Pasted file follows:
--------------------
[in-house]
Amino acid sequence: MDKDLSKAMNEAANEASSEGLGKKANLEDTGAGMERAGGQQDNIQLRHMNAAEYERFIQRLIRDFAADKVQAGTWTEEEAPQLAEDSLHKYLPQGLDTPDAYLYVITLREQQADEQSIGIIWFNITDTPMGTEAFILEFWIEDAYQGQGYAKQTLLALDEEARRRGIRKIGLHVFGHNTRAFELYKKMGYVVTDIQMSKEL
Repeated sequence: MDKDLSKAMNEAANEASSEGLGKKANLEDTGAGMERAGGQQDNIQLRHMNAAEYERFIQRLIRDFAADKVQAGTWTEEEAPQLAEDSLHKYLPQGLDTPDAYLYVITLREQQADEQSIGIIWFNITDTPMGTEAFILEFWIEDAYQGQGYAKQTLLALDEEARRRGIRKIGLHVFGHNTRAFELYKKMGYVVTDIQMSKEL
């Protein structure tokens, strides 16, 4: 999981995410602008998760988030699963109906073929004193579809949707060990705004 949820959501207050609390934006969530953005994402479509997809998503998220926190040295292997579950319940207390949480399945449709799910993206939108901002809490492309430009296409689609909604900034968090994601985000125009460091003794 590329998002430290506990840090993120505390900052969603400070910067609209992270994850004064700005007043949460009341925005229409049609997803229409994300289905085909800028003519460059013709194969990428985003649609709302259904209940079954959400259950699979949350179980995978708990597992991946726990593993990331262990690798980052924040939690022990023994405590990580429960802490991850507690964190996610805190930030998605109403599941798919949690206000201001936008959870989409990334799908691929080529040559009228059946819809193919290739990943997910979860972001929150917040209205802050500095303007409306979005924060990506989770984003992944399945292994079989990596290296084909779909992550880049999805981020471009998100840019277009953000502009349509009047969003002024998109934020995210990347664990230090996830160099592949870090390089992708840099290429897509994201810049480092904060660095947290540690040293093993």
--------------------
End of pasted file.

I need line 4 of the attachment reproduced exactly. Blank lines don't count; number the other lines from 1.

């Protein structure tokens, strides 16, 4: 999981995410602008998760988030699963109906073929004193579809949707060990705004 949820959501207050609390934006969530953005994402479509997809998503998220926190040295292997579950319940207390949480399945449709799910993206939108901002809490492309430009296409689609909604900034968090994601985000125009460091003794 590329998002430290506990840090993120505390900052969603400070910067609209992270994850004064700005007043949460009341925005229409049609997803229409994300289905085909800028003519460059013709194969990428985003649609709302259904209940079954959400259950699979949350179980995978708990597992991946726990593993990331262990690798980052924040939690022990023994405590990580429960802490991850507690964190996610805190930030998605109403599941798919949690206000201001936008959870989409990334799908691929080529040559009228059946819809193919290739990943997910979860972001929150917040209205802050500095303007409306979005924060990506989770984003992944399945292994079989990596290296084909779909992550880049999805981020471009998100840019277009953000502009349509009047969003002024998109934020995210990347664990230090996830160099592949870090390089992708840099290429897509994201810049480092904060660095947290540690040293093993």